ABU DHABI (Reuters) - Felipe Massa bowed out of Formula One in Abu Dhabi on Sunday with his head held high and one last point in a career that brought him 11 wins and almost a world championship with Ferrari.
The 36-year-old Brazilian said he was ready for the next step, whatever that might be.
“For sure, I will miss many things — racing against amazing drivers and competing in the best car and the best category in the world,” he said after finishing 10th for Williams under the Yas Marina floodlights.
The farewell was one of several for Massa, who also retired last year before being brought back hurriedly by Williams in January as a replacement for Valtteri Bottas when the Finn went to Mercedes.
He had also said goodbye to his home fans in Brazil two weeks ago.
But there was still plenty of emotion as the sport saluted a man who lost out to Lewis Hamilton in the 2008 championship by a single point and then endured life-threatening head injuries in Hungary in 2009 when hit by a bouncing spring in qualifying.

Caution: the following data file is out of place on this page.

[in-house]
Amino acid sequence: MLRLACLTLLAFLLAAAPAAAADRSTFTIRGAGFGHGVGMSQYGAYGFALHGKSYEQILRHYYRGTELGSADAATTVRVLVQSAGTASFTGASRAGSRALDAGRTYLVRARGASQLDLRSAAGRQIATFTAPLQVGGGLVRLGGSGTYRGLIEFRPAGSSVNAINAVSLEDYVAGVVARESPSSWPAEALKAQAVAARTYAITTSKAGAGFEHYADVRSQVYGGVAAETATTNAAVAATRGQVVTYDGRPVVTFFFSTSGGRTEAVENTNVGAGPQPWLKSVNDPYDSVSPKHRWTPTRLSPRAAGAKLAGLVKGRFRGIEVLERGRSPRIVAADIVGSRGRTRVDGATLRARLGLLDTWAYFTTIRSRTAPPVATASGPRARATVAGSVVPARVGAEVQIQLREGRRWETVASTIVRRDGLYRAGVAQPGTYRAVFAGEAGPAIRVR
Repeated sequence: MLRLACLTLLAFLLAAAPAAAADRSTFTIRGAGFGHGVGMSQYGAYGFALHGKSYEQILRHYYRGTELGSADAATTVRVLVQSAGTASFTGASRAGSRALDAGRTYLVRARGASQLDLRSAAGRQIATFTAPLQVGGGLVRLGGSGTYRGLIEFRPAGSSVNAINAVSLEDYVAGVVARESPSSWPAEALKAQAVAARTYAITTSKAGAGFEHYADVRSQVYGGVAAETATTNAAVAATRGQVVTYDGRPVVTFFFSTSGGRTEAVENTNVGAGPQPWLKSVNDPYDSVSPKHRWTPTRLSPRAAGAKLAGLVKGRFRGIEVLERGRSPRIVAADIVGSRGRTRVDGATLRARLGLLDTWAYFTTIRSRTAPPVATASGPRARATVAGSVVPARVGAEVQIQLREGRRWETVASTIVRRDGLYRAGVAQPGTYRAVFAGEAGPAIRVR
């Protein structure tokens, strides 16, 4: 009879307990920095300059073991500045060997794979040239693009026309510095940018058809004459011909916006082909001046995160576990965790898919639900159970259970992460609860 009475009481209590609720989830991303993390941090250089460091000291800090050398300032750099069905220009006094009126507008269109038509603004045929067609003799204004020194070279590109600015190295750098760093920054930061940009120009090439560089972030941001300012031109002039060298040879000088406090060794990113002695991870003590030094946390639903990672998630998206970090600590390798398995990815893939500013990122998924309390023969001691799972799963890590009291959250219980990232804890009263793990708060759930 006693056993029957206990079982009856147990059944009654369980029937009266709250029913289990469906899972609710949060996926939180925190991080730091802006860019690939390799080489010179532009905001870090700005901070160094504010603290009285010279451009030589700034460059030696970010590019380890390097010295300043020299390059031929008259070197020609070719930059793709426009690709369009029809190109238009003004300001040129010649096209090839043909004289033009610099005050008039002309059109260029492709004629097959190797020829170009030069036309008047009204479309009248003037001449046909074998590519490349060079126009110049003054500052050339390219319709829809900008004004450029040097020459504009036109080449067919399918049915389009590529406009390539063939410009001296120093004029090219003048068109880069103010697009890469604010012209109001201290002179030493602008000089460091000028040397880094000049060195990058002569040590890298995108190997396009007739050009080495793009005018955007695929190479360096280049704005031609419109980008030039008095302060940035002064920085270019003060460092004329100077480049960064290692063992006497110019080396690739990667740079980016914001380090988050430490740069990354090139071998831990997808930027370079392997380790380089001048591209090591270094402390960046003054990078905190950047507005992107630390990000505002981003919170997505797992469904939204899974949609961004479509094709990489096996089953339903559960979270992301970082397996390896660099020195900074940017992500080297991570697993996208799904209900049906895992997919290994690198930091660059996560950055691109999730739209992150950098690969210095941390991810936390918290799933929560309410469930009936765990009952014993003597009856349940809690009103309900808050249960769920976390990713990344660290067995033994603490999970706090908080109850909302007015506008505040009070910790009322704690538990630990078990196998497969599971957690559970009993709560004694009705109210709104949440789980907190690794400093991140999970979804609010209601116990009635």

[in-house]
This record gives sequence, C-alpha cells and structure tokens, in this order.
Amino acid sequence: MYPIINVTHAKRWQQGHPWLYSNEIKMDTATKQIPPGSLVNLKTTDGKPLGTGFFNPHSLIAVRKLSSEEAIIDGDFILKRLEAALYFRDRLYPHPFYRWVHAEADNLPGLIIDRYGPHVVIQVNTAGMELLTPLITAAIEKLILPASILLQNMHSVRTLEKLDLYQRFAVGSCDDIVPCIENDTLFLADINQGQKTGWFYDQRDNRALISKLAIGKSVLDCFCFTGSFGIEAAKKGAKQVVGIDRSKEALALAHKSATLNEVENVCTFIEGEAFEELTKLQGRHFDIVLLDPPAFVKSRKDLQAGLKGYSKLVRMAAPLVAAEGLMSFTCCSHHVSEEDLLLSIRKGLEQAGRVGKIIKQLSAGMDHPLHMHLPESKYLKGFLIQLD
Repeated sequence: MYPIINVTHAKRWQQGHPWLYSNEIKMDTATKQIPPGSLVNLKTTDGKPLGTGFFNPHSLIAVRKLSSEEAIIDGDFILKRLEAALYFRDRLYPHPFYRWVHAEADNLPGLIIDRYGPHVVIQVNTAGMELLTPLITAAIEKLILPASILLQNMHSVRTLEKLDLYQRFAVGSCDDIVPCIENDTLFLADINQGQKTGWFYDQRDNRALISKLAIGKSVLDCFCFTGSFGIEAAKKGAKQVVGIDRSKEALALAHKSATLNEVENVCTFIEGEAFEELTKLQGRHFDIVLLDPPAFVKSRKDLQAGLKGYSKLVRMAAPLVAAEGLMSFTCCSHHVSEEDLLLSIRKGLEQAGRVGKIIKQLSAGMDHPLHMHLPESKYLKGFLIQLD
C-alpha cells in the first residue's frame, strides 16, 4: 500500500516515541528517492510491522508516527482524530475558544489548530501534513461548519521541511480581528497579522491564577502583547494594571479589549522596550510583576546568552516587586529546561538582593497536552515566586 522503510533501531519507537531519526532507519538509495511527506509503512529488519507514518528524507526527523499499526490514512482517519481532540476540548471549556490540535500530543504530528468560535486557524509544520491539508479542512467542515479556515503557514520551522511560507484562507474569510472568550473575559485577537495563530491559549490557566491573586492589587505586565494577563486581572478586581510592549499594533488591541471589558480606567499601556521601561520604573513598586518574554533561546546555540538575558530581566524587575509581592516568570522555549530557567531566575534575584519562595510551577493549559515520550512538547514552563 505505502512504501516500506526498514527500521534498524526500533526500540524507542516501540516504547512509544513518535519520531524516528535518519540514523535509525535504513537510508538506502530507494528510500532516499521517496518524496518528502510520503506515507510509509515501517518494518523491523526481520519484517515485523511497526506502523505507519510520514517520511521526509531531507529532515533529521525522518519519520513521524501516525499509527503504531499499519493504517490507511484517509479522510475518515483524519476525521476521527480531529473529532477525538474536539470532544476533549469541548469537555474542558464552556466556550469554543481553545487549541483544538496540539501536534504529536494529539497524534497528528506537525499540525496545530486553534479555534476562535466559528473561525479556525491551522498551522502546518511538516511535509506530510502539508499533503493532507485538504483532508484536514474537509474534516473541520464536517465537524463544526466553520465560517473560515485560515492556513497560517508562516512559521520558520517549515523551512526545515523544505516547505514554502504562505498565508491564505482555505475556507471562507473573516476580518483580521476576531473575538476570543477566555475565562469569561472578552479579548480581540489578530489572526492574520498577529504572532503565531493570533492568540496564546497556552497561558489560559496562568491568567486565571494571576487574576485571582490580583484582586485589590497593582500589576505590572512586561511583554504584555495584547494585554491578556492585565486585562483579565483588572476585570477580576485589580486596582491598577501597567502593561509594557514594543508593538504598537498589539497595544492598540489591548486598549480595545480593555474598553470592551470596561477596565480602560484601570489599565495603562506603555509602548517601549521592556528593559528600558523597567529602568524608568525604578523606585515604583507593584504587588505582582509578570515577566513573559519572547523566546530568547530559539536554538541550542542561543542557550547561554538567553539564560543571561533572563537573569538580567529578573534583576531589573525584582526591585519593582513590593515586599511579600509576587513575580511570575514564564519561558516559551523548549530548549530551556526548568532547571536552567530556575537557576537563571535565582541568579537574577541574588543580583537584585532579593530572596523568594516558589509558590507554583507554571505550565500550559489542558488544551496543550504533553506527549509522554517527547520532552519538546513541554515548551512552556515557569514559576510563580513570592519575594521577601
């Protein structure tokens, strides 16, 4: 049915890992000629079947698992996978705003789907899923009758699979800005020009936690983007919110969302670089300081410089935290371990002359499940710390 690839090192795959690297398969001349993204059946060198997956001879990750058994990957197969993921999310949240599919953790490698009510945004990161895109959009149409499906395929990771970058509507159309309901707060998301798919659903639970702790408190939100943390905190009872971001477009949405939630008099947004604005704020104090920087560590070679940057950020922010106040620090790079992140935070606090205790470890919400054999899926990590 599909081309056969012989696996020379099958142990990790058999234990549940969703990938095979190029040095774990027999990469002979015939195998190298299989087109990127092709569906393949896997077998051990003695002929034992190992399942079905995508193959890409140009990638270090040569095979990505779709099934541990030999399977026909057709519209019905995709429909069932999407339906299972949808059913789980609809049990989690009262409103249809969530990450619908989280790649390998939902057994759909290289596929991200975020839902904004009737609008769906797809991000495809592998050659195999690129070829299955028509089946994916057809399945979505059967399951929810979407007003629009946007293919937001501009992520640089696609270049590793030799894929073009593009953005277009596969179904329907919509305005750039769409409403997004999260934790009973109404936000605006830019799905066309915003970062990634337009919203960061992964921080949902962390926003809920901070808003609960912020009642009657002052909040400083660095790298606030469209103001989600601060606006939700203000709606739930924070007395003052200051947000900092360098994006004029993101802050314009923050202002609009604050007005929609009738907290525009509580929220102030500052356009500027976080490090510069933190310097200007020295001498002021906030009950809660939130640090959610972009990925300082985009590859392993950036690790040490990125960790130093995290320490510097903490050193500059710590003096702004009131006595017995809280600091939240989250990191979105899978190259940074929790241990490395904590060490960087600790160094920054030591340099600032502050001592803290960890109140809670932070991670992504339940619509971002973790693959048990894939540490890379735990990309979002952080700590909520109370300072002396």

“You wouldn’t meet a more universally-liked driver, I think,” said long-time friend and colleague Rob Smedley, now head of performance engineering at Williams after a stint at Ferrari as the Brazilian’s race engineer.
“It will be weird coming to a grand prix and not having him there,” he told Sky Sports television.
“We’re mates so we’ll see lots of each other. That won’t change. He’ll carry on racing because it’s in his blood. I think this is now definitely, undoubtedly, the right time to retire from Formula One.”
Massa ends the season 11th overall, with 43 points compared to his teenage rookie Canadian team mate Lance Stroll on 40.
But while the bulk of Stroll’s points came from a third place finish in Azerbaijan and sixth in Mexico, Massa has been a more consistent scorer with 13 top 10 finishes in 20 races compared to the Canadian’s seven.
“He’s been unlucky, he hasn’t got all the points he should have done, he should have won in Azerbaijan,” said Smedley.
“But weekend in and weekend out we rely on him and to have a driver like that who is loved by the team, loved by the paddock and is still performing at the top of his game, there’s no better way to go out.”
Reporting by Alan Baldwin in London, editing by Ian Chadband